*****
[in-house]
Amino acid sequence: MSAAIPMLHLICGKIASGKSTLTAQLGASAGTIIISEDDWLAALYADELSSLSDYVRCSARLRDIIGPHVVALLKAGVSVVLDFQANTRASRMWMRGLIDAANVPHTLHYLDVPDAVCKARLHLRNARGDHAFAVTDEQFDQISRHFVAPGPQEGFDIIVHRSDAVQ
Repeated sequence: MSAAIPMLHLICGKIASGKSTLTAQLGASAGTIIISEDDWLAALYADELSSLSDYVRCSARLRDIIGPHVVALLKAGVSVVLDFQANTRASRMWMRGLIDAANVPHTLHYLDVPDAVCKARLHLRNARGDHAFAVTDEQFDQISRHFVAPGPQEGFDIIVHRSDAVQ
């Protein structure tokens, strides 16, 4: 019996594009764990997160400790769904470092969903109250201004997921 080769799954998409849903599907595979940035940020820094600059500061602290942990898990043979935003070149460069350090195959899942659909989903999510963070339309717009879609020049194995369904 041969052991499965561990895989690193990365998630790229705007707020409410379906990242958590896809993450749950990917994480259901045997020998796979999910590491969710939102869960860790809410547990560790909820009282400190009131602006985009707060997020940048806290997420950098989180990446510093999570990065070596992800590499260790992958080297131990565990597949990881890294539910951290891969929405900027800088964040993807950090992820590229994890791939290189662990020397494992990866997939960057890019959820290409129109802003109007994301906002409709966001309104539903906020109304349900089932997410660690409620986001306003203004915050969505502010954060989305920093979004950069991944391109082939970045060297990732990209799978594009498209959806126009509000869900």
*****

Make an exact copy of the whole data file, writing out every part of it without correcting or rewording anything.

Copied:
[in-house]
Amino acid sequence: MSAAIPMLHLICGKIASGKSTLTAQLGASAGTIIISEDDWLAALYADELSSLSDYVRCSARLRDIIGPHVVALLKAGVSVVLDFQANTRASRMWMRGLIDAANVPHTLHYLDVPDAVCKARLHLRNARGDHAFAVTDEQFDQISRHFVAPGPQEGFDIIVHRSDAVQ
Repeated sequence: MSAAIPMLHLICGKIASGKSTLTAQLGASAGTIIISEDDWLAALYADELSSLSDYVRCSARLRDIIGPHVVALLKAGVSVVLDFQANTRASRMWMRGLIDAANVPHTLHYLDVPDAVCKARLHLRNARGDHAFAVTDEQFDQISRHFVAPGPQEGFDIIVHRSDAVQ
């Protein structure tokens, strides 16, 4: 019996594009764990997160400790769904470092969903109250201004997921 080769799954998409849903599907595979940035940020820094600059500061602290942990898990043979935003070149460069350090195959899942659909989903999510963070339309717009879609020049194995369904 041969052991499965561990895989690193990365998630790229705007707020409410379906990242958590896809993450749950990917994480259901045997020998796979999910590491969710939102869960860790809410547990560790909820009282400190009131602006985009707060997020940048806290997420950098989180990446510093999570990065070596992800590499260790992958080297131990565990597949990881890294539910951290891969929405900027800088964040993807950090992820590229994890791939290189662990020397494992990866997939960057890019959820290409129109802003109007994301906002409709966001309104539903906020109304349900089932997410660690409620986001306003203004915050969505502010954060989305920093979004950069991944391109082939970045060297990732990209799978594009498209959806126009509000869900």